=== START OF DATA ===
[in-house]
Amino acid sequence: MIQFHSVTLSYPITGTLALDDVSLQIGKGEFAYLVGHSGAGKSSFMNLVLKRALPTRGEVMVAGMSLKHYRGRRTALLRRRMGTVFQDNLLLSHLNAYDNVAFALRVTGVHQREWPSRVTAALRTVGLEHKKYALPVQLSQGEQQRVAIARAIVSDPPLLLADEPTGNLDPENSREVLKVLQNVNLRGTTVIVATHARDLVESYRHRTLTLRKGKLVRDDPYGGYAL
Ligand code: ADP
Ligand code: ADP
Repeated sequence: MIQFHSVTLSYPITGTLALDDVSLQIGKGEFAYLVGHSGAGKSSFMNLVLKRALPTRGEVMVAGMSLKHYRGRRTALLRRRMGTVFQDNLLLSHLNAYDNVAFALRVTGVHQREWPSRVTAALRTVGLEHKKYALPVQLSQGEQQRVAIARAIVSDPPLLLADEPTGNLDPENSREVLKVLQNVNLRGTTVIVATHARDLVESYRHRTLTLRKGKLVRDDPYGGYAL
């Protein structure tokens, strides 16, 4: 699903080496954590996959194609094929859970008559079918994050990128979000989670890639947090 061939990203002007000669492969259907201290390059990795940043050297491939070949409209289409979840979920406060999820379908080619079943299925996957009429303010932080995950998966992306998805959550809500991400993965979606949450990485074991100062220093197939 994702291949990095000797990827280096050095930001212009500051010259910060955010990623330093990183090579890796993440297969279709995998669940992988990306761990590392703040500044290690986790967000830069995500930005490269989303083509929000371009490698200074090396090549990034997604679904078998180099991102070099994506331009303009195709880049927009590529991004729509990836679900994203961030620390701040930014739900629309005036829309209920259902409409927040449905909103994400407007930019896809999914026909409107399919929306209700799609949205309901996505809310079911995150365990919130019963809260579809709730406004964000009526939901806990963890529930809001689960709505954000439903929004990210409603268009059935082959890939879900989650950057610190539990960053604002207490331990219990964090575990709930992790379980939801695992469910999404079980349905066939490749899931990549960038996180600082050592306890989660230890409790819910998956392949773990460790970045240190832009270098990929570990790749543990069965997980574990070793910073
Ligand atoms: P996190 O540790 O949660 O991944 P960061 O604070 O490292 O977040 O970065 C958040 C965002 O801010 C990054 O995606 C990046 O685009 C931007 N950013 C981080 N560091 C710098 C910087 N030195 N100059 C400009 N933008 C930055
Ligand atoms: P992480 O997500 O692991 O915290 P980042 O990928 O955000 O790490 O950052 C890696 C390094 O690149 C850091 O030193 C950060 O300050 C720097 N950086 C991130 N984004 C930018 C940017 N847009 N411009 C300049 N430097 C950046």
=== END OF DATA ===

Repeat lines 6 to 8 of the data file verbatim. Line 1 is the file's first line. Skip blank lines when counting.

């Protein structure tokens, strides 16, 4: 699903080496954590996959194609094929859970008559079918994050990128979000989670890639947090 061939990203002007000669492969259907201290390059990795940043050297491939070949409209289409979840979920406060999820379908080619079943299925996957009429303010932080995950998966992306998805959550809500991400993965979606949450990485074991100062220093197939 994702291949990095000797990827280096050095930001212009500051010259910060955010990623330093990183090579890796993440297969279709995998669940992988990306761990590392703040500044290690986790967000830069995500930005490269989303083509929000371009490698200074090396090549990034997604679904078998180099991102070099994506331009303009195709880049927009590529991004729509990836679900994203961030620390701040930014739900629309005036829309209920259902409409927040449905909103994400407007930019896809999914026909409107399919929306209700799609949205309901996505809310079911995150365990919130019963809260579809709730406004964000009526939901806990963890529930809001689960709505954000439903929004990210409603268009059935082959890939879900989650950057610190539990960053604002207490331990219990964090575990709930992790379980939801695992469910999404079980349905066939490749899931990549960038996180600082050592306890989660230890409790819910998956392949773990460790970045240190832009270098990929570990790749543990069965997980574990070793910073
Ligand atoms: P996190 O540790 O949660 O991944 P960061 O604070 O490292 O977040 O970065 C958040 C965002 O801010 C990054 O995606 C990046 O685009 C931007 N950013 C981080 N560091 C710098 C910087 N030195 N100059 C400009 N933008 C930055
Ligand atoms: P992480 O997500 O692991 O915290 P980042 O990928 O955000 O790490 O950052 C890696 C390094 O690149 C850091 O030193 C950060 O300050 C720097 N950086 C991130 N984004 C930018 C940017 N847009 N411009 C300049 N430097 C950046």